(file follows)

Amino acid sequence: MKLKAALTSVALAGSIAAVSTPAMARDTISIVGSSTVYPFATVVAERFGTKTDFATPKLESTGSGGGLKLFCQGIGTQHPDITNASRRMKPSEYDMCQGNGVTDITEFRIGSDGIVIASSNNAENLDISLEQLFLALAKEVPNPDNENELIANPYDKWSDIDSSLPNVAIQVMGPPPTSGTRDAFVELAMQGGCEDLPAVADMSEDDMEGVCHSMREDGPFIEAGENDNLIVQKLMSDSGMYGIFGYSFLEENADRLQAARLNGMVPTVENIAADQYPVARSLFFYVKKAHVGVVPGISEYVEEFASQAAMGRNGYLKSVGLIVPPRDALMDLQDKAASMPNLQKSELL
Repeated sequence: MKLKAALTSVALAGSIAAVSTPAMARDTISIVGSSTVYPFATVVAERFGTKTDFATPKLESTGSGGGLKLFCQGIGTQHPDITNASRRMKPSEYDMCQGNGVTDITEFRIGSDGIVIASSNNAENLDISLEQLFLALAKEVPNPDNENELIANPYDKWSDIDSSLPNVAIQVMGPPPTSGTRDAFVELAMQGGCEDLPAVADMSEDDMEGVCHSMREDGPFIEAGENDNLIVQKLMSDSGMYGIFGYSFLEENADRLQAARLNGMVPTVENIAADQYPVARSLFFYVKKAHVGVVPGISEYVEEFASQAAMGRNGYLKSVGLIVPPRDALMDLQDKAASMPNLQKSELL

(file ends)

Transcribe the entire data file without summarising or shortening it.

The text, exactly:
Amino acid sequence: MKLKAALTSVALAGSIAAVSTPAMARDTISIVGSSTVYPFATVVAERFGTKTDFATPKLESTGSGGGLKLFCQGIGTQHPDITNASRRMKPSEYDMCQGNGVTDITEFRIGSDGIVIASSNNAENLDISLEQLFLALAKEVPNPDNENELIANPYDKWSDIDSSLPNVAIQVMGPPPTSGTRDAFVELAMQGGCEDLPAVADMSEDDMEGVCHSMREDGPFIEAGENDNLIVQKLMSDSGMYGIFGYSFLEENADRLQAARLNGMVPTVENIAADQYPVARSLFFYVKKAHVGVVPGISEYVEEFASQAAMGRNGYLKSVGLIVPPRDALMDLQDKAASMPNLQKSELL
Repeated sequence: MKLKAALTSVALAGSIAAVSTPAMARDTISIVGSSTVYPFATVVAERFGTKTDFATPKLESTGSGGGLKLFCQGIGTQHPDITNASRRMKPSEYDMCQGNGVTDITEFRIGSDGIVIASSNNAENLDISLEQLFLALAKEVPNPDNENELIANPYDKWSDIDSSLPNVAIQVMGPPPTSGTRDAFVELAMQGGCEDLPAVADMSEDDMEGVCHSMREDGPFIEAGENDNLIVQKLMSDSGMYGIFGYSFLEENADRLQAARLNGMVPTVENIAADQYPVARSLFFYVKKAHVGVVPGISEYVEEFASQAAMGRNGYLKSVGLIVPPRDALMDLQDKAASMPNLQKSELL